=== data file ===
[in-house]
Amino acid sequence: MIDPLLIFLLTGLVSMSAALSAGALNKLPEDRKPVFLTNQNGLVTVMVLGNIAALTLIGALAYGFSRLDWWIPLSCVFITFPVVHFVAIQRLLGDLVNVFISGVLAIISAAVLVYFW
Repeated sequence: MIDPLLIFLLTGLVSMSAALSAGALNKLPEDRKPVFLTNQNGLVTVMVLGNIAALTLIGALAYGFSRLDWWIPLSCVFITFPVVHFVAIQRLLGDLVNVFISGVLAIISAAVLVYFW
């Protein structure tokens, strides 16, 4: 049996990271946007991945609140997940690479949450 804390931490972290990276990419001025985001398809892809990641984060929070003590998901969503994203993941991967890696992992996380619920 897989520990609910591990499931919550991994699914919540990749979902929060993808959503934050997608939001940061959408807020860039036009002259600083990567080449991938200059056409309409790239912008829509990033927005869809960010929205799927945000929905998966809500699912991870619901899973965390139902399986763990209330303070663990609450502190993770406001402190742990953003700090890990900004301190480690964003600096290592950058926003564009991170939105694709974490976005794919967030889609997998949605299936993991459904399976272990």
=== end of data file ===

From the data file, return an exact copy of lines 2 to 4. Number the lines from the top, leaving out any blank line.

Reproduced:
Amino acid sequence: MIDPLLIFLLTGLVSMSAALSAGALNKLPEDRKPVFLTNQNGLVTVMVLGNIAALTLIGALAYGFSRLDWWIPLSCVFITFPVVHFVAIQRLLGDLVNVFISGVLAIISAAVLVYFW
Repeated sequence: MIDPLLIFLLTGLVSMSAALSAGALNKLPEDRKPVFLTNQNGLVTVMVLGNIAALTLIGALAYGFSRLDWWIPLSCVFITFPVVHFVAIQRLLGDLVNVFISGVLAIISAAVLVYFW
């Protein structure tokens, strides 16, 4: 049996990271946007991945609140997940690479949450 804390931490972290990276990419001025985001398809892809990641984060929070003590998901969503994203993941991967890696992992996380619920 897989520990609910591990499931919550991994699914919540990749979902929060993808959503934050997608939001940061959408807020860039036009002259600083990567080449991938200059056409309409790239912008829509990033927005869809960010929205799927945000929905998966809500699912991870619901899973965390139902399986763990209330303070663990609450502190993770406001402190742990953003700090890990900004301190480690964003600096290592950058926003564009991170939105694709974490976005794919967030889609997998949605299936993991459904399976272990």